ⓑ
$\begin{array}{cccc}& & & \hfill 5{n}^{2}+n+4=0\hfill \\ \begin{array}{c}\text{The equation is in standard form, identify}\hfill \\ a,b,\phantom{\rule{0.2em}{0ex}}\text{and}\phantom{\rule{0.2em}{0ex}}c.\hfill \end{array}\hfill & & & \hfill a=5,\phantom{\rule{0.5em}{0ex}}b=1,\phantom{\rule{0.5em}{0ex}}c=4\hfill \\ \text{Write the discriminant.}\hfill & & & \hfill {b}^{2}4ac\hfill \\ \text{Substitute in the values of}\phantom{\rule{0.2em}{0ex}}a,b,\phantom{\rule{0.2em}{0ex}}\text{and}\phantom{\rule{0.2em}{0ex}}c.\hfill & & & \hfill {\left(1\right)}^{2}4\xb75\xb74\hfill \\ \text{Simplify.}\hfill & & & \hfill 180\hfill \\ & & & \hfill \mathrm{79}\hfill \end{array}$
Since the discriminant is negative, there are 2 complex solutions to the equation.
ⓒ
$\begin{array}{cccc}& & & \hfill 9{y}^{2}6y+1=0\hfill \\ \begin{array}{c}\text{The equation is in standard form, identify}\hfill \\ a,b,\phantom{\rule{0.2em}{0ex}}\text{and}\phantom{\rule{0.2em}{0ex}}c.\hfill \end{array}\hfill & & & \hfill a=9,b=\mathrm{6},c=1\hfill \\ \text{Write the discriminant.}\hfill & & & \hfill {b}^{2}4ac\hfill \\ \text{Substitute in the values of}\phantom{\rule{0.2em}{0ex}}a,b,\phantom{\rule{0.2em}{0ex}}\text{and}\phantom{\rule{0.2em}{0ex}}c.\hfill & & & \hfill {\left(\mathrm{6}\right)}^{2}4\xb79\xb71\hfill \\ \text{Simplify.}\hfill & & & \hfill 3636\hfill \\ & & & \hfill 0\hfill \end{array}$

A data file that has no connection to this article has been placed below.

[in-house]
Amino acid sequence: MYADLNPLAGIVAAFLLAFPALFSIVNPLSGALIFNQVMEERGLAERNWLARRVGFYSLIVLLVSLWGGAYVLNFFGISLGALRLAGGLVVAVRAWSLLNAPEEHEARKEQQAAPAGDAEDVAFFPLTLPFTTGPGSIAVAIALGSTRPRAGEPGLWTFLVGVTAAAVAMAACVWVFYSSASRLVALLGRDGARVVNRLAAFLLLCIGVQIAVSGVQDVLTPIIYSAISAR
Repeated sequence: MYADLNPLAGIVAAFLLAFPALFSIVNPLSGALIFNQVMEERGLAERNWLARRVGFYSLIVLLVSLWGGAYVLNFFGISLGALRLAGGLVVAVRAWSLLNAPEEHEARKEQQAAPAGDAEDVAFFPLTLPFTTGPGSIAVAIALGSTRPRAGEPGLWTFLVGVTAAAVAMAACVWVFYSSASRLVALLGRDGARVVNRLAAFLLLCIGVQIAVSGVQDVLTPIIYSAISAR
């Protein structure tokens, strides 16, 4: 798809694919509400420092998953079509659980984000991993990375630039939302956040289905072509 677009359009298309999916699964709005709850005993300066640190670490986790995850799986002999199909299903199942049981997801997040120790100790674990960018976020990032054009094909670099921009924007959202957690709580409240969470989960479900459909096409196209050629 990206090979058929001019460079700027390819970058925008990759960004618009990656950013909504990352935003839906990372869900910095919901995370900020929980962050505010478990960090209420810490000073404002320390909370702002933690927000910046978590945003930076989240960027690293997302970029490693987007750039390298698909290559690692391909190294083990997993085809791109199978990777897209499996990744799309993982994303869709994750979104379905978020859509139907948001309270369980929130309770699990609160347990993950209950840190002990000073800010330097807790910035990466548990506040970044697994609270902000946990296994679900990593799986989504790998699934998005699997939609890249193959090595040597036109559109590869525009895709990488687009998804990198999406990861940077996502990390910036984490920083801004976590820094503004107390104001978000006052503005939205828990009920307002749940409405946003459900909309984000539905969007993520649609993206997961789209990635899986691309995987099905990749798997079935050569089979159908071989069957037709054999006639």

Since the discriminant is 0, there is 1 real solution to the equation.
Try It 9.55
Determine the numberand type of solutions to each quadratic equation.
ⓐ $8{m}^{2}3m+6=0$ ⓑ $5{z}^{2}+6z2=0$ ⓒ $9{w}^{2}+24w+16=0.$
Try It 9.56